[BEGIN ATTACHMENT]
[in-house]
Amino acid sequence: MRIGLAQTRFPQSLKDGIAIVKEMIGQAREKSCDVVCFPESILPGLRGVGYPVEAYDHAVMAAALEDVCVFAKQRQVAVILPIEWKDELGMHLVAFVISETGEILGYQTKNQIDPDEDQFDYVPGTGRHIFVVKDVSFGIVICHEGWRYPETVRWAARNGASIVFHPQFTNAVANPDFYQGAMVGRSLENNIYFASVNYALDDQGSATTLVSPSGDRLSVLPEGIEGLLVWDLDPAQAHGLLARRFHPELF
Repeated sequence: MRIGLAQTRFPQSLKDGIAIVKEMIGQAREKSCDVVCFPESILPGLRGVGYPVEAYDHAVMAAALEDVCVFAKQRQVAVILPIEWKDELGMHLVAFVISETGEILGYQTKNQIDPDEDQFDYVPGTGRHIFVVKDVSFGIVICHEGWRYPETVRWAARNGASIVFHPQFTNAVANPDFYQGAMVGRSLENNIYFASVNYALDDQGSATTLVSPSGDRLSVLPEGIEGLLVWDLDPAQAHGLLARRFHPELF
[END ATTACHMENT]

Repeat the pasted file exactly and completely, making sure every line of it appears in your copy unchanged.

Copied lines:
[in-house]
Amino acid sequence: MRIGLAQTRFPQSLKDGIAIVKEMIGQAREKSCDVVCFPESILPGLRGVGYPVEAYDHAVMAAALEDVCVFAKQRQVAVILPIEWKDELGMHLVAFVISETGEILGYQTKNQIDPDEDQFDYVPGTGRHIFVVKDVSFGIVICHEGWRYPETVRWAARNGASIVFHPQFTNAVANPDFYQGAMVGRSLENNIYFASVNYALDDQGSATTLVSPSGDRLSVLPEGIEGLLVWDLDPAQAHGLLARRFHPELF
Repeated sequence: MRIGLAQTRFPQSLKDGIAIVKEMIGQAREKSCDVVCFPESILPGLRGVGYPVEAYDHAVMAAALEDVCVFAKQRQVAVILPIEWKDELGMHLVAFVISETGEILGYQTKNQIDPDEDQFDYVPGTGRHIFVVKDVSFGIVICHEGWRYPETVRWAARNGASIVFHPQFTNAVANPDFYQGAMVGRSLENNIYFASVNYALDDQGSATTLVSPSGDRLSVLPEGIEGLLVWDLDPAQAHGLLARRFHPELF